Richard Lewis dead at 76: Curb Your Enthusiasm comic suffered from Parkinson’s disease in ‘rocky’ years before death

Curb Your Enthusiasm star Richard Lewis has died.

Lewis recently discussed his Parkinson’s disease on social media.

The fan-favourite stand-up comedian was 76 as his death was confirmed by Deadline.

It was also confirmed by his publicist that he died from a heart attack.

Richard became well known in the 1970s as he was a part of the New York and Los Angeles comedy scenes with famous comedians including Richard Belzer, Elayne Boosler, and Andy Kaufman.

He was also a feature on the late-night shows including The Tonight Show with Johnny Carson – where he developed his dark jokes about his addictions and neurosis.

The TV and movie star played a fictionalised version of himself on the hit HBO series, Curb Your Enthusiasm – and even reprised his role for the 12th season alongside Larry David.

He also appeared in Robin Hood: Men In Tights, Once Upon A Crime, and The Elevator.

His Parkinson’s battle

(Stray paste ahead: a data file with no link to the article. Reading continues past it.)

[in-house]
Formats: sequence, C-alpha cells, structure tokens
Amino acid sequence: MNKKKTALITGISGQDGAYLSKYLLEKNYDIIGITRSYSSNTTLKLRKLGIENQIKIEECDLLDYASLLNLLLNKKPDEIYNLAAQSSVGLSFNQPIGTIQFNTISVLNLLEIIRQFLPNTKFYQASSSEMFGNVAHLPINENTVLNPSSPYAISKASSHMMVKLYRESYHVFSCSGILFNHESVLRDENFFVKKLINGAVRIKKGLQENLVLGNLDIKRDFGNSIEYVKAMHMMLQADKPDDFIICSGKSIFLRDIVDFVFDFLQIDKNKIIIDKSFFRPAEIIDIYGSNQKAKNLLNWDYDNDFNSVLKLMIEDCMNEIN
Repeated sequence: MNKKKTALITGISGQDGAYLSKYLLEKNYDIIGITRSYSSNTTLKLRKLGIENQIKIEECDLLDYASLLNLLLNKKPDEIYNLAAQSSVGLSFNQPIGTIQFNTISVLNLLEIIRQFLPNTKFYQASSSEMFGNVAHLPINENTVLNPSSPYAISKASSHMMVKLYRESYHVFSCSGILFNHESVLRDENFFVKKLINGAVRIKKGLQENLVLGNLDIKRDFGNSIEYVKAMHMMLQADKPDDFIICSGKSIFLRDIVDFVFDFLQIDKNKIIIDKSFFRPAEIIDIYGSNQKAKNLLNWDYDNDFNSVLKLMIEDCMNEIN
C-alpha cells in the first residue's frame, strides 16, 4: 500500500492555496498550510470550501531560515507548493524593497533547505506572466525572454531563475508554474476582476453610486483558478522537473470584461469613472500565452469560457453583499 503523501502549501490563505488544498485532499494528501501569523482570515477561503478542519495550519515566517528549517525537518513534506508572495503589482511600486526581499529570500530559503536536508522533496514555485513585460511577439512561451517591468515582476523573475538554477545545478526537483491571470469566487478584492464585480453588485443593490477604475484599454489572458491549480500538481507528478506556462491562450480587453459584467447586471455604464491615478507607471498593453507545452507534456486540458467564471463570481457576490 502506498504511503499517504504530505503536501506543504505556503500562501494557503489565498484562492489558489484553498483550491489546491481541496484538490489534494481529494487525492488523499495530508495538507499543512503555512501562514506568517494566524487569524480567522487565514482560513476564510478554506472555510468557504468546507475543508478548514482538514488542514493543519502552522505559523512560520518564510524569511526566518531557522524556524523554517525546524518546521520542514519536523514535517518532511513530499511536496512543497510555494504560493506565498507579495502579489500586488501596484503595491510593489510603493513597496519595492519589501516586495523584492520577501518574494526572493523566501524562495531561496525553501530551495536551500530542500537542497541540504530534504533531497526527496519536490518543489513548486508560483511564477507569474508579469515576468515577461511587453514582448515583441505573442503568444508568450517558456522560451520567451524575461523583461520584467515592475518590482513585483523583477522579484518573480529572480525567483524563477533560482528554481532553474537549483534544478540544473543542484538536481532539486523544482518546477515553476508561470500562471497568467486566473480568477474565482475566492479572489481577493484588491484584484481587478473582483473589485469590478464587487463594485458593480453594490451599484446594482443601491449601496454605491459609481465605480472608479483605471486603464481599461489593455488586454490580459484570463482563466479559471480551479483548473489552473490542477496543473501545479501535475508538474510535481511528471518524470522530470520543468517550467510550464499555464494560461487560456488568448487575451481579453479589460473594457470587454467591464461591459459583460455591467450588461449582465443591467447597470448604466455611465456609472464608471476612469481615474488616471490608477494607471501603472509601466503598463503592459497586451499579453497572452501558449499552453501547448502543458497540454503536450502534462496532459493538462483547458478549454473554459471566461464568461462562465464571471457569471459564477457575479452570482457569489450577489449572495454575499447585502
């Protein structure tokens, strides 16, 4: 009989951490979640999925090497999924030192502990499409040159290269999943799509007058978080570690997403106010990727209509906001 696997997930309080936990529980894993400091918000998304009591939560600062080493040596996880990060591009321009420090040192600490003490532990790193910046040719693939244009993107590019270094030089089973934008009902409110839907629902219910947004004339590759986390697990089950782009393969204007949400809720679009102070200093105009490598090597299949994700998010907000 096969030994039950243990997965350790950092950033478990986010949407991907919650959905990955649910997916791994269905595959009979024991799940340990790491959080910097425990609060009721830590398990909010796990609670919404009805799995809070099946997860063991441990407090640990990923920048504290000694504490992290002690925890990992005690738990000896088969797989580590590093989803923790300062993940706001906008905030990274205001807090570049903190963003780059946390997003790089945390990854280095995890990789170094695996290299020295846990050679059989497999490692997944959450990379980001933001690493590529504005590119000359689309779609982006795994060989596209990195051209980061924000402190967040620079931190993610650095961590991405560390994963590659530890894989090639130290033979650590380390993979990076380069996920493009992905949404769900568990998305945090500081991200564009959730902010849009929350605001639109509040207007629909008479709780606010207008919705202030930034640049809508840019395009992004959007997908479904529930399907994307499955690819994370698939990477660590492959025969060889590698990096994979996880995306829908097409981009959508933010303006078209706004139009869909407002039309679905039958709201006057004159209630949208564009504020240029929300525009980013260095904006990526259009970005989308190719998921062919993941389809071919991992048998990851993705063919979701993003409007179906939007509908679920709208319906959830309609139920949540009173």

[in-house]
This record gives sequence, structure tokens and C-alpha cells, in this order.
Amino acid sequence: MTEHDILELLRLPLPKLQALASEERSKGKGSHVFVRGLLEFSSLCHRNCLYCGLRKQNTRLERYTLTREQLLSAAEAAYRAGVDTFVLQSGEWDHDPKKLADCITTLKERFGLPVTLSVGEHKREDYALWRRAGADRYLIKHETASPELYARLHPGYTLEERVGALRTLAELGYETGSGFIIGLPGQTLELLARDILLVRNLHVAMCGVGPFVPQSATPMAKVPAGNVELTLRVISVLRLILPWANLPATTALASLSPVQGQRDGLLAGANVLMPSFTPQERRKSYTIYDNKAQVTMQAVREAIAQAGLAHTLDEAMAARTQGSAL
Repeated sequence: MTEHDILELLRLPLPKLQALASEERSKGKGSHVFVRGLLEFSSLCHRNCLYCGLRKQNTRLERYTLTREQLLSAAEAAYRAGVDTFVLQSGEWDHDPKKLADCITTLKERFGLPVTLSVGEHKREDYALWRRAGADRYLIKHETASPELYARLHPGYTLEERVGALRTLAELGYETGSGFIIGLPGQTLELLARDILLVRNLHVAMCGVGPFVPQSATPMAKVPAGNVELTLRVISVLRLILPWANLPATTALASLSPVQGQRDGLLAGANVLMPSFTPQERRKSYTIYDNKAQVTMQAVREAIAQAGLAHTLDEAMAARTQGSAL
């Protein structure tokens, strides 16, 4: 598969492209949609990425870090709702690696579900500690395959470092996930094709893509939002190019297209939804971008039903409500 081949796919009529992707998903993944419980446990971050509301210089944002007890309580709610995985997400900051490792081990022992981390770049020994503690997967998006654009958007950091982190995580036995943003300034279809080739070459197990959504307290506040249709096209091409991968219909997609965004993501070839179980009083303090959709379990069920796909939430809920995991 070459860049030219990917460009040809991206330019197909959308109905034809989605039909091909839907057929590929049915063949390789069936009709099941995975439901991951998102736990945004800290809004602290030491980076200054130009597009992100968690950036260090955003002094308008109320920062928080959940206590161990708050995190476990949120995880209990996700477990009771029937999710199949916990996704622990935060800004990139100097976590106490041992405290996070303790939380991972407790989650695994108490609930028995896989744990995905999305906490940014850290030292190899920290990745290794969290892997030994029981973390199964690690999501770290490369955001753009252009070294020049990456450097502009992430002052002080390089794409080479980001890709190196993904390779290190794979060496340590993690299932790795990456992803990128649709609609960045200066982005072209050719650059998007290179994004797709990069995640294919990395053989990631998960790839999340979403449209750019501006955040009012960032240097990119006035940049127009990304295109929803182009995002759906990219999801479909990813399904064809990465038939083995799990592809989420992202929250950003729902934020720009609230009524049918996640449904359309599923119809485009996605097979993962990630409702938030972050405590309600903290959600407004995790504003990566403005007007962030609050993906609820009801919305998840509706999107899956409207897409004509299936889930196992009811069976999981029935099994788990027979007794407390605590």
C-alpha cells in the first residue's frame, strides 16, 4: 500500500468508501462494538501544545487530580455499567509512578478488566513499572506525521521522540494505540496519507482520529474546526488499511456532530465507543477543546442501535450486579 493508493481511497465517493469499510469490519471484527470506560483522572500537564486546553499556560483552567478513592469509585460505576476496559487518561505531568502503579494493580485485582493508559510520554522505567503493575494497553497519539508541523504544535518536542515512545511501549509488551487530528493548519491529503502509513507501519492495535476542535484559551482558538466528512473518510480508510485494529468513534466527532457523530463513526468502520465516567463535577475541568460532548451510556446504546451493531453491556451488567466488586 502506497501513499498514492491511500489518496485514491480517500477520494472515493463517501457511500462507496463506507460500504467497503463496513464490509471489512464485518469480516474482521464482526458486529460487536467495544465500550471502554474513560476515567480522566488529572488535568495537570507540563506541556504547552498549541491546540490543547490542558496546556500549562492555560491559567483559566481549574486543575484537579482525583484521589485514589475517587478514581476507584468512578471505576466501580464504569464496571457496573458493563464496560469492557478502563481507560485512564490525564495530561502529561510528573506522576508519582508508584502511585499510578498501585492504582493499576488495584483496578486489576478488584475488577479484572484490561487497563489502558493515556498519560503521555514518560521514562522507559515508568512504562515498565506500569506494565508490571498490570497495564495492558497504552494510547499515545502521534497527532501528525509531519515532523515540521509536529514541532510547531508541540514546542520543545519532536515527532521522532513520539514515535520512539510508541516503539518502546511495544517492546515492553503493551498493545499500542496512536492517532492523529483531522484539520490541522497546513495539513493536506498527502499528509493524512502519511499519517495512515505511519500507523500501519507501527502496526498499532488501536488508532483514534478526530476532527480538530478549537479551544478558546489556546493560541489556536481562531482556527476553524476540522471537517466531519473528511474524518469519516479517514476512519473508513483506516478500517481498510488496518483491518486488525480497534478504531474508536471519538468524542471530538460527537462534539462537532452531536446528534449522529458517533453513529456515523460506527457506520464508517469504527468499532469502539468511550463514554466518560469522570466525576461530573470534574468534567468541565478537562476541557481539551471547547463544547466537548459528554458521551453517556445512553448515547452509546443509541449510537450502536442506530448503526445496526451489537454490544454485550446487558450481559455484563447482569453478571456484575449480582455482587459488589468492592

In April 2023, Richard took to his X, formerly Twitter, account to discuss his health.

“Three and a half years ago, I was in the middle of a tour and then I finally ended it with a show I said ‘You know, I’m at the top of my game, after 50 years almost I’m just gonna call it quits.’”

“Then, out of the blue, the s**t hit the fan. I had four surgeries back to back to back to back. It was incredible, I couldn’t believe it. It was bad luck but it’s life, you know?”

“I had back surgery, then I had a shoulder surgery, then I had a shoulder replacement surgery, and a hip replacement. So, you know, there was much where I was just focusing on [physical therapy].”

“On top of all that, two years ago, I started walking a little stiffly, I was shuffling my feet and I went to a neurologist and they gave me a brain scan and I was diagnosed with Parkinson’s disease.”

He revealed that he was lucky enough to have caught the disease early enough that it would progress slowly and he was on the right medications so he was “cool.”

He continued that he was all finished with stand-up comedy and that he wanted to focus on writing and acting.

This article originally appeared in the US Sun and was reproduced with permission

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